The blog offers insights into debates at a one-day conference: ‘Overcoming Reliance on Gatekeepers: Addressing Racial Equity Through Meaningful Partnerships and Collaboration with Black and Minority Ethnic Communities at a Local Level’. This was organised by Dr Fidele Mutwarasibo, the Director of the Centre for Voluntary Sector Leadership at the Open University.
8th December 2022
Gatekeeping or Gate Opening?
Tot Foster recounts her experiences of a fascinating conference that addressed the problem of relying too heavily of “usual suspects’ who act as gatekeepers and who may limit access to certain groups. No group is ‘Hard to Reach”: The real problem is lack of effort to access and include them.
On 8th December I went to a one-day conference: ‘Overcoming Reliance on Gatekeepers:
Addressing Racial Equity Through Meaningful Partnerships and Collaboration with Black and Minority Ethnic Communities at a Local Level’. This was organised by Dr Fidele Mutwarasibo, the Director of the Centre for Voluntary Sector Leadership at the Open University.
The event explored how projects overcome one particular barrier to participation in local, black, Asian and minority ethnic community organisations; the actions of ‘gatekeepers’ rather than ‘bridge-builders’. As Fidele and several other speakers emphasised; no group is ‘hard to reach’ – the real problem is not making enough effort to access or include them – and gatekeeping makes that access more difficult. Yaina Samuels Founder of NuHi and a Training and Project Development Officer at Adferiad Recovery advocated for the power of one-to- one conversation: ‘You want to build up trust… then everything else will come’.
One project – Covid Chronicles from the Margins – really resonated with the work that we do at Bristol University our Connecting through Cultur e project. Covid Chronicles is a collaboration between the Open University and SASS – Swansea Asylum Seeker Support and numerous other asylum-seeker and refugee support groups. Marie Gillespie and Tom Cheesman spoke about how they wanted to find a way of sharing creative responses to living as an asylum seeker or refugee in the pandemic; connecting people through their smartphones. ‘Cov19: Chronicles from the Margins’ has received many and varied artworks; photos, paintings, poems, videos. These are presented on a public facing website-cum-gallery https://cov19chronicles.com/the-project/. And what started as local to Swansea, including digital skills development, photography workshops and training in social research for asylum-seekers and refugees, grew steadily to become truly international.
The project acknowledges and draws on the huge expertise held by asylum seekers and refugees –in international migration, international law, solidarity cultures and local volunteer and community support. In academic terms it’s about the co-production of knowledge and about the lived experiences of those with precarious migration status – especially during and now as we emerge from the pandemic. On another level it offers connections between those who share painful experiences, and those of us who haven’t even been close to those experiences – a compassionate but stark window onto what’s going on for individuals living in our communities; as Marie described it ‘a collective creative mobilisation of everyday experience’.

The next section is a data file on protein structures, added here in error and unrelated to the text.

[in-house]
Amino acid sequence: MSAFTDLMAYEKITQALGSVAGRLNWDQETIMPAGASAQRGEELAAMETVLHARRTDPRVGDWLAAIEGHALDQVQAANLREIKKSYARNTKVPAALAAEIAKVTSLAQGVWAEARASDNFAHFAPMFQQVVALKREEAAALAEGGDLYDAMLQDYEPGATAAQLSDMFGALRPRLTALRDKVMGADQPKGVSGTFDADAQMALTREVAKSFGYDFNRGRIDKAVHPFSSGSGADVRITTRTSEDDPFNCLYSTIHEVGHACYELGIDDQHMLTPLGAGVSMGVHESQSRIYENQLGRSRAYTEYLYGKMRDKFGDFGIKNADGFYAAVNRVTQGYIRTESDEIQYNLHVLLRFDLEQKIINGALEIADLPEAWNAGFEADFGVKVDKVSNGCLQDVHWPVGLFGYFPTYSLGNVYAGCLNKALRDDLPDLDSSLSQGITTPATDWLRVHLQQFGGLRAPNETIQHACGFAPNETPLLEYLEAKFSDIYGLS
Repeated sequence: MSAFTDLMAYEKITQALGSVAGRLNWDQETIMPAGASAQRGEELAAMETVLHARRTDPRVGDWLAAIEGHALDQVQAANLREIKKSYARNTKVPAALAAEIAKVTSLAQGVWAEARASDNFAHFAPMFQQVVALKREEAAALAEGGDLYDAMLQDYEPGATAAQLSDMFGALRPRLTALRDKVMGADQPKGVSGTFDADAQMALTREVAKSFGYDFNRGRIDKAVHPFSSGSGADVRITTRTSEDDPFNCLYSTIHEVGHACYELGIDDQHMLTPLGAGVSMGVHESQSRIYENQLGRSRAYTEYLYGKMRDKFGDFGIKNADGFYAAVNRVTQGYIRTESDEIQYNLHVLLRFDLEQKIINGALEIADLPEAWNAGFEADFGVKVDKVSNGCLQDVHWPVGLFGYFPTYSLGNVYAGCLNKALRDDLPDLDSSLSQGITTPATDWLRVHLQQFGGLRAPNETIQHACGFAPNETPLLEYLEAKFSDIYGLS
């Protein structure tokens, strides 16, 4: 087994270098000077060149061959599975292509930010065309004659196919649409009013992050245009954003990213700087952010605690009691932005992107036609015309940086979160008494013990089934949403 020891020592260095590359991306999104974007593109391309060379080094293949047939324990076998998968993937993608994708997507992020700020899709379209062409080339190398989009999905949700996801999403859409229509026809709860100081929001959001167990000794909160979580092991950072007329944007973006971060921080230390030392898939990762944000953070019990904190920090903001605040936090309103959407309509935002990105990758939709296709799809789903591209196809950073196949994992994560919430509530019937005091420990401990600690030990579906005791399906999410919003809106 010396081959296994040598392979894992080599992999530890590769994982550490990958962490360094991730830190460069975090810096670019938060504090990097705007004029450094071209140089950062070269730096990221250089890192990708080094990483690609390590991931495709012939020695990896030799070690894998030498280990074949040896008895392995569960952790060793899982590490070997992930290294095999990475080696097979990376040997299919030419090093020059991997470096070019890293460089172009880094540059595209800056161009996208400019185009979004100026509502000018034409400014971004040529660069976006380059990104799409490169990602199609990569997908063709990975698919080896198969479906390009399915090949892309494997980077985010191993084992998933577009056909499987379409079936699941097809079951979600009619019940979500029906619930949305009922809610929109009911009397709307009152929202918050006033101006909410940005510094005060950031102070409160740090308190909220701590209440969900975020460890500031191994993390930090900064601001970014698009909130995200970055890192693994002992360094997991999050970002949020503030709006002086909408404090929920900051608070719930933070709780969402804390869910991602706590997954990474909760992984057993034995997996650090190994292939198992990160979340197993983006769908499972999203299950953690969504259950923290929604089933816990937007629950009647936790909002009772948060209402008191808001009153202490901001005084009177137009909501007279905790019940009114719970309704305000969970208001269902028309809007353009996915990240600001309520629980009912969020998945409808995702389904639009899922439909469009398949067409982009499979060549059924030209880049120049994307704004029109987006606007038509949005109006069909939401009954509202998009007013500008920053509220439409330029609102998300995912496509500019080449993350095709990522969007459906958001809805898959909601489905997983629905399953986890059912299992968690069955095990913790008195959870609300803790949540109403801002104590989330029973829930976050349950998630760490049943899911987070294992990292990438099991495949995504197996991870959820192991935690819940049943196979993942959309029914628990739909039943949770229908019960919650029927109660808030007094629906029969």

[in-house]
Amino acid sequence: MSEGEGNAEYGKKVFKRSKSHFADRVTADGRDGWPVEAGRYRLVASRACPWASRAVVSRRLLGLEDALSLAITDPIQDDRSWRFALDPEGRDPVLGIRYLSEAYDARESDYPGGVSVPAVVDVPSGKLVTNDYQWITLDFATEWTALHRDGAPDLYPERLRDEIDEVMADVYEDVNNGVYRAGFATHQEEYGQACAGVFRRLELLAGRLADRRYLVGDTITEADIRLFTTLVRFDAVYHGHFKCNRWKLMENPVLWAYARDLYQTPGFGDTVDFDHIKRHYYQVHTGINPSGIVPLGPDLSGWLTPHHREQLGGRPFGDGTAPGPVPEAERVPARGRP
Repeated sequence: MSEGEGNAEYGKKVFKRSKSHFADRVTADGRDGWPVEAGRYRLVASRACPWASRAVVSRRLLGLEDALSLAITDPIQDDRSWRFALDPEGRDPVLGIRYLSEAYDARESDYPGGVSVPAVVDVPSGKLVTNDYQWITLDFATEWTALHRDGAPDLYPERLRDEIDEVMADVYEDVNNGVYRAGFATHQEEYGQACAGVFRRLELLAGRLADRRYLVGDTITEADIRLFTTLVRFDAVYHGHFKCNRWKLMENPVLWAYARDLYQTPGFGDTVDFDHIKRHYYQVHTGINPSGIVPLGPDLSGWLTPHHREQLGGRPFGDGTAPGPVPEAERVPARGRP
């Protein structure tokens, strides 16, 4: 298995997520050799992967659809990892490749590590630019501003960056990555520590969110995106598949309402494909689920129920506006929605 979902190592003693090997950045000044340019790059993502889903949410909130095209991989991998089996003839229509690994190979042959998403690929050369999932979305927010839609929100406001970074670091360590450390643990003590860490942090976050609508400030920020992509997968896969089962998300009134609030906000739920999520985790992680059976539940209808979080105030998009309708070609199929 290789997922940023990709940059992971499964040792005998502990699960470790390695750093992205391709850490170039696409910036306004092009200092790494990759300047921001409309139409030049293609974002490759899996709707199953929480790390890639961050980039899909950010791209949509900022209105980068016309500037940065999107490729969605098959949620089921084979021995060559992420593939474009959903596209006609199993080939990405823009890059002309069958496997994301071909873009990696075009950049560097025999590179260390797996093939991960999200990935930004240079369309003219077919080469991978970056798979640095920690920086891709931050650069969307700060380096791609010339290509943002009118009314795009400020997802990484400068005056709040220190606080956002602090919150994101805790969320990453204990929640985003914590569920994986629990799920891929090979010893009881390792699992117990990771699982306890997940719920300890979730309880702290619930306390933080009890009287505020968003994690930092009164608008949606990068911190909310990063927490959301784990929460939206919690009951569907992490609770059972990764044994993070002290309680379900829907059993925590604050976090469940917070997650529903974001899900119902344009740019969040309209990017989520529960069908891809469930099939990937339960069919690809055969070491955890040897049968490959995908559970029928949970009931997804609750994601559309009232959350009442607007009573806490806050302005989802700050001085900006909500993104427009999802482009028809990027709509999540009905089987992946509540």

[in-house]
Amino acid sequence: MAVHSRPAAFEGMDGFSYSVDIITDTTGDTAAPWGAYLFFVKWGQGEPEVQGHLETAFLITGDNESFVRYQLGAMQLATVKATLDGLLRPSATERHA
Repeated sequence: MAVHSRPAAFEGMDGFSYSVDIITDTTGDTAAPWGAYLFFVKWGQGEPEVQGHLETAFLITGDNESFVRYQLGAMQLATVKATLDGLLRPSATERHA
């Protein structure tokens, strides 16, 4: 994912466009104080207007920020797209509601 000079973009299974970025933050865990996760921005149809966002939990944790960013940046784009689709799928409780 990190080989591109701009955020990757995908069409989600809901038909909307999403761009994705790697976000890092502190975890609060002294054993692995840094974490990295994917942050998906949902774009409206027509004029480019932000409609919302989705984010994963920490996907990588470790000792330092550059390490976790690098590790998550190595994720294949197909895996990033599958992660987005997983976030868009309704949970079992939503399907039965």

It was interesting to hear the very varied ways in which ideas about and experience of gatekeepers were represented – from Fidele’s insights into the pitfalls of community leadership, through to local government anti-racism policies and practices that, in the past at least, was better at writing reports than implementing recommendations. Another big issue discussed was overreliance on consulting with large organisations rather than connecting at the local grassroots level. Also debated were the rigorous ethics procedures at the Open University that are necessary and have to be carefully negotiated so as not to put barriers in the way of collaborating with local, grassroots organisations and to being able to be agile and responsive.
But what all the speakers had in common was the importance of getting at lived experience, involving and listening to what people say about their daily encounters, practices and emotions, and then building that understanding into projects and services. Charlotte Amoss from Cardiff Council spoke of ‘collaborative solutions…locally owned’.
At Connecting through Culture our co-research is based on a lifecourse approach; and empowering the participation of minoritised older people in tech innovation; a sphere which has tended to overlook their experiences. It does feel that, 18 months in, the project has been breaking down some barriers.
Leaving the event, I felt this was a day where real insights were shared and great connections made.
Tot Foster completed her PhD at the Open University two years ago. Since then she has been working with older people who identify as minoritised on the project Connecting through Culture As We Age at Bristol University, and also as a freelance researcher at the Open University on projects around the digitalisation of the voluntary sector and mobilising older people’s skills for community benefit.